Kortney Harmon [00:24:21]:
I love that it’s funny and hindsight and there’s beauty in that, honestly. But that talk to your people. You are absolutely right. All right, so I’m going to skip down one here, elaborate on the concept. I know when we talked previously, we kind of talked about the whole try before you buy concept and promotion style. How can it be beneficial for both agencies and employees or firms and employees whenever you think about the concept of try before you buy? And have you seen people do that effectively? And what is that to you?
Dan Mori [00:24:53]:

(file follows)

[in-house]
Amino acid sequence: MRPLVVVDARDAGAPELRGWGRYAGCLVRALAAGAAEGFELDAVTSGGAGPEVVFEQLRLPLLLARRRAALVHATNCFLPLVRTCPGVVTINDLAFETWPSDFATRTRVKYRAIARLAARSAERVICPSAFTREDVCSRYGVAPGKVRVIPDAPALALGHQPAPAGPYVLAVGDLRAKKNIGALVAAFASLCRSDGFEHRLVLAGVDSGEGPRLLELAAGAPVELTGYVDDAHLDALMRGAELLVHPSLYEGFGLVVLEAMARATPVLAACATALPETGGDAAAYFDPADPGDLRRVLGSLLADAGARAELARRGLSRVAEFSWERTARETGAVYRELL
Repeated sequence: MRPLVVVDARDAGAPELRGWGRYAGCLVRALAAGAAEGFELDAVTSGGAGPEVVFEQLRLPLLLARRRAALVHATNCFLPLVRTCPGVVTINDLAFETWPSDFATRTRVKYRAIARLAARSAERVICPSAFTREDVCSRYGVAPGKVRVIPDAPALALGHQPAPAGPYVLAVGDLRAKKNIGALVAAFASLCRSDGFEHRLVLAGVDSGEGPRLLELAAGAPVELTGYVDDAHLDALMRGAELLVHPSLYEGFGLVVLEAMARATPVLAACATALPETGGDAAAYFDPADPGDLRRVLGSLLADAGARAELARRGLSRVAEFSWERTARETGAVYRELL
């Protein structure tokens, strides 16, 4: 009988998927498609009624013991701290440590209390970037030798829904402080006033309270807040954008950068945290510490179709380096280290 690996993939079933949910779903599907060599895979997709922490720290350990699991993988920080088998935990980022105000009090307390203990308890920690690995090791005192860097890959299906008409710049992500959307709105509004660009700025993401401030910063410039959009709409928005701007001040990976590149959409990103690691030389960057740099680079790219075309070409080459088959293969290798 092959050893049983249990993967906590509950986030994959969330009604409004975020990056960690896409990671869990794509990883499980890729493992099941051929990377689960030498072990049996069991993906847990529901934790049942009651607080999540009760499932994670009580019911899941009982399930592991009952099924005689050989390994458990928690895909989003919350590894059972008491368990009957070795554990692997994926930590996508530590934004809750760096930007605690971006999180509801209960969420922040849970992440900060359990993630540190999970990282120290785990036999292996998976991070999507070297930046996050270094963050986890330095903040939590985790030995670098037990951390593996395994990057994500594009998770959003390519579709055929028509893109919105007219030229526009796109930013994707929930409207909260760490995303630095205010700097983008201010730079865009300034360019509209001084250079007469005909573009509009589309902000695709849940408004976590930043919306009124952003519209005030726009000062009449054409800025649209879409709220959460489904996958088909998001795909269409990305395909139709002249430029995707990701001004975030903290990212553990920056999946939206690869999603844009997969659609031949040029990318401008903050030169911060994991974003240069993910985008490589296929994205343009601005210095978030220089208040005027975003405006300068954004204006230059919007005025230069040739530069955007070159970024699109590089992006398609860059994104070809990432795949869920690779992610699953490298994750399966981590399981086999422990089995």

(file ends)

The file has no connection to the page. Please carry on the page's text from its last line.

I have. So try before you buy is a concept that we obviously use in attempt to hire space. So I think using it synonymously can get a little bit confusing. So to basically clarify here, it’s basically allowing somebody that says, hey, I would like to take on this higher role, I would like to take on this more responsibility, but not knowing what that really is. Some people want something without knowing what it actually is to do it, and then when they get there to do it, they realize they don’t want it anymore and it’s tough to go backwards, like we mentioned earlier. So the try before you buy concept is how do you work in development and progression of skills and competencies towards that role and then allow them to start taking on some of the functionality of that role to experience it without doing an official promotion that might be hard to recover from. And this way, if they actually affirm it and you do make the official promotion, you know it’s rock solid, right? So the way that I’ve seen it work really, really well. And I’m going to give R1 life example between let’s say it’s a recruiting operation set up where you have recruiters that primarily do the sourcing and the filling of the interview calendars and they’re basically bringing in all the talent to the organization, and that’s handed off to an account manager that kind of cultivates it. And then they present the candidates to the clients. Right? If that’s the structure that they have for the operational structure, what you might do is you might have a natural progression for the recruiter to be promoted into an account manager role. But if they’ve never done it, they might not actually like that side of it. They might be like, I want to go back to recruiter, which is hard to do. So what you can do is you can create this interim internal title. It’s not an official kind of promotional level where you basically say, hey, we’re just going to have you be a junior account manager or assistant account manager or some sort of intermediary position that’s a bit of a hybrid between the two roles. And say the key competencies and the key experiences of this account manager position that you’re going to experience are going to be this, this, and this. So we’re going to train you on these three things to make sure you have a level of comprehension. Not mastery, but a level of comprehension. And once you get there, then we’re going to put you into the role and let you do some of these things. And if you excel at it and still feel really good about continuing down that path to promotion, then we’ll work it out the rest of the way and then we’ll get you into that slot. But if you get there and you realize this really isn’t for me, then we can actually kind of just take that off your plate, put you back in this recruiter spot and then revisit where we think you want to go next together. And that’s really the try before you buy. Let people kind of experience the role a little bit. You can also I’ve seen shadow programs work really well, where it’s like, hey, you’re going to go work with this person as a team one day a week to kind of experience it that way to see if they really can grasp the concepts of it and if they really want to take that position on. So anything like that works really well. And it’s also a great way to cement that professional development of people because even if they don’t ascend into that role, they’re still gaining new skills and understanding about other people in the organization, which creates better empathy, which creates better teamwork.